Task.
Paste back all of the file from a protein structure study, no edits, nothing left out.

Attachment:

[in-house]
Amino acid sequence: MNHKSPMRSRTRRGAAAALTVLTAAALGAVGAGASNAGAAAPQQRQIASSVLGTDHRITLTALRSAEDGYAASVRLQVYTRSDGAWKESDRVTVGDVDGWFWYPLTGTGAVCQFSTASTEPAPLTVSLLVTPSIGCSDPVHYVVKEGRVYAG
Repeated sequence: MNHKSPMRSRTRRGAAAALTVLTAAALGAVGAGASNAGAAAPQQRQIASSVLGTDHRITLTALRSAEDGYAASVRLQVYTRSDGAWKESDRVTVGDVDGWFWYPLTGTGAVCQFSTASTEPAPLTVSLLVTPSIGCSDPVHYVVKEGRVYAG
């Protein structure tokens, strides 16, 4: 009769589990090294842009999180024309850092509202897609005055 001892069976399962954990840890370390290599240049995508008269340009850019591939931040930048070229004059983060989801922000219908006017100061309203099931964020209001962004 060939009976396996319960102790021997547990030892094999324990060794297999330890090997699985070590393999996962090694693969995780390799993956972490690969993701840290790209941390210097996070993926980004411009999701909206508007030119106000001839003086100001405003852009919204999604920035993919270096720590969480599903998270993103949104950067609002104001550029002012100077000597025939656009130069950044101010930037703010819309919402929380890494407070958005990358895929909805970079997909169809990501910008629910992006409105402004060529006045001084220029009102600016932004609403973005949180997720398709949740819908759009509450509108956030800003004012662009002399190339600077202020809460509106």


[in-house]
Amino acid sequence: MNHKSPMRSRTRRGAAAALTVLTAAALGAVGAGASNAGAAAPQQRQIASSVLGTDHRITLTALRSAEDGYAASVRLQVYTRSDGAWKESDRVTVGDVDGWFWYPLTGTGAVCQFSTASTEPAPLTVSLLVTPSIGCSDPVHYVVKEGRVYAG
Repeated sequence: MNHKSPMRSRTRRGAAAALTVLTAAALGAVGAGASNAGAAAPQQRQIASSVLGTDHRITLTALRSAEDGYAASVRLQVYTRSDGAWKESDRVTVGDVDGWFWYPLTGTGAVCQFSTASTEPAPLTVSLLVTPSIGCSDPVHYVVKEGRVYAG
């Protein structure tokens, strides 16, 4: 009769589990090294842009999180024309850092509202897609005055 001892069976399962954990840890370390290599240049995508008269340009850019591939931040930048070229004059983060989801922000219908006017100061309203099931964020209001962004 060939009976396996319960102790021997547990030892094999324990060794297999330890090997699985070590393999996962090694693969995780390799993956972490690969993701840290790209941390210097996070993926980004411009999701909206508007030119106000001839003086100001405003852009919204999604920035993919270096720590969480599903998270993103949104950067609002104001550029002012100077000597025939656009130069950044101010930037703010819309919402929380890494407070958005990358895929909805970079997909169809990501910008629910992006409105402004060529006045001084220029009102600016932004609403973005949180997720398709949740819908759009509450509108956030800003004012662009002399190339600077202020809460509106």